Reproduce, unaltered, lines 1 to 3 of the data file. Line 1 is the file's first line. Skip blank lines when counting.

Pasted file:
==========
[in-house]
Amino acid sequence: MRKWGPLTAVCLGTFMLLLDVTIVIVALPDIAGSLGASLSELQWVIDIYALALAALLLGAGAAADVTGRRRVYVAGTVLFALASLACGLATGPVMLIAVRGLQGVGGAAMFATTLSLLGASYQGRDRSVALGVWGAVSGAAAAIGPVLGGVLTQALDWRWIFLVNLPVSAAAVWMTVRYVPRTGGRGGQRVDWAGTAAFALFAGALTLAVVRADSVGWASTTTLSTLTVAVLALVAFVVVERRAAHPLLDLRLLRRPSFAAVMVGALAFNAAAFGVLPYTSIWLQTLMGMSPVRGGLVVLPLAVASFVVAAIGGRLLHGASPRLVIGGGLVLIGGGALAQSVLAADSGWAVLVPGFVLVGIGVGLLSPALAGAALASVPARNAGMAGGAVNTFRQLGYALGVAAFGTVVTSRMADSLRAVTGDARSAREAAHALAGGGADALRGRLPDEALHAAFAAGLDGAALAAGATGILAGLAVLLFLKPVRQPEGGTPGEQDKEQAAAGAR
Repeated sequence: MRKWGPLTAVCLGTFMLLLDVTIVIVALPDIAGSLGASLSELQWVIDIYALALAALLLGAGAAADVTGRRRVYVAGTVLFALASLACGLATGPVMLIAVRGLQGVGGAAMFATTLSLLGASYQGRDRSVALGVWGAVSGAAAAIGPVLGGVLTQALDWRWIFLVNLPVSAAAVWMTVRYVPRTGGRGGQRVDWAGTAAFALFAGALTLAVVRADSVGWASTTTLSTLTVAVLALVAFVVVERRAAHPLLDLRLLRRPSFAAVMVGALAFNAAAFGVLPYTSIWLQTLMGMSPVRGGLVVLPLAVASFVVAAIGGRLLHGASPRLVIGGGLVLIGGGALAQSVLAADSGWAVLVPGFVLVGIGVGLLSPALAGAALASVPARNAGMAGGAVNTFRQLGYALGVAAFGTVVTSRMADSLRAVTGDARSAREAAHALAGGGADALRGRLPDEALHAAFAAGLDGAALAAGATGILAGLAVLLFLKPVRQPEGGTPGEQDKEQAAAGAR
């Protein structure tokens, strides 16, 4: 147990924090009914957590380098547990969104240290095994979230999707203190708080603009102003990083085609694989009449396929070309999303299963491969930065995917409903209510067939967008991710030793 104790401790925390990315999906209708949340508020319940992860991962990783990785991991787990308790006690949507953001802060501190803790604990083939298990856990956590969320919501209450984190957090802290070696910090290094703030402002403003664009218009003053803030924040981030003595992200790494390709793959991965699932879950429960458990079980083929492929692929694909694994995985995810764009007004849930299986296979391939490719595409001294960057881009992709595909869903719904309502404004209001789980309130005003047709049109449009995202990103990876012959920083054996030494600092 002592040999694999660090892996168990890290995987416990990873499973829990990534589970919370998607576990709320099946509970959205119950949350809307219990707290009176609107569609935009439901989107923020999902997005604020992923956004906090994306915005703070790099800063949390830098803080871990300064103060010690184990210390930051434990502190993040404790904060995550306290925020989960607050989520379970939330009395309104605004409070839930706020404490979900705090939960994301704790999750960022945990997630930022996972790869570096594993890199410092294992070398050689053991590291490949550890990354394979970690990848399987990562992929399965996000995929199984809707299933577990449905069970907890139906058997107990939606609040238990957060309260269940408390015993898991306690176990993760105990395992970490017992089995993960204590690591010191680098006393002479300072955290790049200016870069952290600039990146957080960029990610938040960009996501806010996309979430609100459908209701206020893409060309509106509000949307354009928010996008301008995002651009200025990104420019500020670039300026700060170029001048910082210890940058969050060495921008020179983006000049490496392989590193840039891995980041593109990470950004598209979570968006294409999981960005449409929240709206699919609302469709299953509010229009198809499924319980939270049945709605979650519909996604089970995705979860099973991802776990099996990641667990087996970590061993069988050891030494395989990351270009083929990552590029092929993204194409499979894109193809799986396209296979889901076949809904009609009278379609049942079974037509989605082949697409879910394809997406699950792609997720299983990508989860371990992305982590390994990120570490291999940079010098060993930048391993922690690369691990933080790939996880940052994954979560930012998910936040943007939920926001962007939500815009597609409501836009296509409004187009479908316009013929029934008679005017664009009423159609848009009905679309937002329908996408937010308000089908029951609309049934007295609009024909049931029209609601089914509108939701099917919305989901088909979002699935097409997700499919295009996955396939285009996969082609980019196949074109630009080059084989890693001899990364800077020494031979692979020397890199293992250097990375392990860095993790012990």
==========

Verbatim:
[in-house]
Amino acid sequence: MRKWGPLTAVCLGTFMLLLDVTIVIVALPDIAGSLGASLSELQWVIDIYALALAALLLGAGAAADVTGRRRVYVAGTVLFALASLACGLATGPVMLIAVRGLQGVGGAAMFATTLSLLGASYQGRDRSVALGVWGAVSGAAAAIGPVLGGVLTQALDWRWIFLVNLPVSAAAVWMTVRYVPRTGGRGGQRVDWAGTAAFALFAGALTLAVVRADSVGWASTTTLSTLTVAVLALVAFVVVERRAAHPLLDLRLLRRPSFAAVMVGALAFNAAAFGVLPYTSIWLQTLMGMSPVRGGLVVLPLAVASFVVAAIGGRLLHGASPRLVIGGGLVLIGGGALAQSVLAADSGWAVLVPGFVLVGIGVGLLSPALAGAALASVPARNAGMAGGAVNTFRQLGYALGVAAFGTVVTSRMADSLRAVTGDARSAREAAHALAGGGADALRGRLPDEALHAAFAAGLDGAALAAGATGILAGLAVLLFLKPVRQPEGGTPGEQDKEQAAAGAR
Repeated sequence: MRKWGPLTAVCLGTFMLLLDVTIVIVALPDIAGSLGASLSELQWVIDIYALALAALLLGAGAAADVTGRRRVYVAGTVLFALASLACGLATGPVMLIAVRGLQGVGGAAMFATTLSLLGASYQGRDRSVALGVWGAVSGAAAAIGPVLGGVLTQALDWRWIFLVNLPVSAAAVWMTVRYVPRTGGRGGQRVDWAGTAAFALFAGALTLAVVRADSVGWASTTTLSTLTVAVLALVAFVVVERRAAHPLLDLRLLRRPSFAAVMVGALAFNAAAFGVLPYTSIWLQTLMGMSPVRGGLVVLPLAVASFVVAAIGGRLLHGASPRLVIGGGLVLIGGGALAQSVLAADSGWAVLVPGFVLVGIGVGLLSPALAGAALASVPARNAGMAGGAVNTFRQLGYALGVAAFGTVVTSRMADSLRAVTGDARSAREAAHALAGGGADALRGRLPDEALHAAFAAGLDGAALAAGATGILAGLAVLLFLKPVRQPEGGTPGEQDKEQAAAGAR